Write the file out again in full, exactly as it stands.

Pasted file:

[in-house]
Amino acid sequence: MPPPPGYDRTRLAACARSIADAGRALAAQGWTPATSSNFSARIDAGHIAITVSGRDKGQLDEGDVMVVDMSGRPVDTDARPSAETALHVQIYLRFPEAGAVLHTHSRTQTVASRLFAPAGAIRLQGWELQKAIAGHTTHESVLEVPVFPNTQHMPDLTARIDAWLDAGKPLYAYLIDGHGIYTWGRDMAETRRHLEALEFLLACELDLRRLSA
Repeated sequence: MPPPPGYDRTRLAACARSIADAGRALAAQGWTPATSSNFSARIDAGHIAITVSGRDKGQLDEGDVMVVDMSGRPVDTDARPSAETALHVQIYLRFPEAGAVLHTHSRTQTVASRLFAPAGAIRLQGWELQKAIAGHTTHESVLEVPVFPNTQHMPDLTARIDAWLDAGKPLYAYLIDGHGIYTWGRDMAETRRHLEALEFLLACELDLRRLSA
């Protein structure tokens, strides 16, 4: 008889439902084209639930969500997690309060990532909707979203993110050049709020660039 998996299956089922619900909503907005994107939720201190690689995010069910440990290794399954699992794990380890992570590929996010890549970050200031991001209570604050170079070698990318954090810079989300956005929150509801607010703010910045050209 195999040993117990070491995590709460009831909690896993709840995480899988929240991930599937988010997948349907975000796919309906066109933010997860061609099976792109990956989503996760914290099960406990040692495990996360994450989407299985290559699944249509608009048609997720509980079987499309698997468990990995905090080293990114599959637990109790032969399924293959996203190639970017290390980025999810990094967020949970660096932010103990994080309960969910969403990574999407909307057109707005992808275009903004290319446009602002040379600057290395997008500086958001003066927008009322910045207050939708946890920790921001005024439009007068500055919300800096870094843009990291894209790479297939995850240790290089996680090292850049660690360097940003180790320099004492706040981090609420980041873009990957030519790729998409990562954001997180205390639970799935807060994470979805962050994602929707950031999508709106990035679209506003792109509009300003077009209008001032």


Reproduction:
[in-house]
Amino acid sequence: MPPPPGYDRTRLAACARSIADAGRALAAQGWTPATSSNFSARIDAGHIAITVSGRDKGQLDEGDVMVVDMSGRPVDTDARPSAETALHVQIYLRFPEAGAVLHTHSRTQTVASRLFAPAGAIRLQGWELQKAIAGHTTHESVLEVPVFPNTQHMPDLTARIDAWLDAGKPLYAYLIDGHGIYTWGRDMAETRRHLEALEFLLACELDLRRLSA
Repeated sequence: MPPPPGYDRTRLAACARSIADAGRALAAQGWTPATSSNFSARIDAGHIAITVSGRDKGQLDEGDVMVVDMSGRPVDTDARPSAETALHVQIYLRFPEAGAVLHTHSRTQTVASRLFAPAGAIRLQGWELQKAIAGHTTHESVLEVPVFPNTQHMPDLTARIDAWLDAGKPLYAYLIDGHGIYTWGRDMAETRRHLEALEFLLACELDLRRLSA
């Protein structure tokens, strides 16, 4: 008889439902084209639930969500997690309060990532909707979203993110050049709020660039 998996299956089922619900909503907005994107939720201190690689995010069910440990290794399954699992794990380890992570590929996010890549970050200031991001209570604050170079070698990318954090810079989300956005929150509801607010703010910045050209 195999040993117990070491995590709460009831909690896993709840995480899988929240991930599937988010997948349907975000796919309906066109933010997860061609099976792109990956989503996760914290099960406990040692495990996360994450989407299985290559699944249509608009048609997720509980079987499309698997468990990995905090080293990114599959637990109790032969399924293959996203190639970017290390980025999810990094967020949970660096932010103990994080309960969910969403990574999407909307057109707005992808275009903004290319446009602002040379600057290395997008500086958001003066927008009322910045207050939708946890920790921001005024439009007068500055919300800096870094843009990291894209790479297939995850240790290089996680090292850049660690360097940003180790320099004492706040981090609420980041873009990957030519790729998409990562954001997180205390639970799935807060994470979805962050994602929707950031999508709106990035679209506003792109509009300003077009209008001032």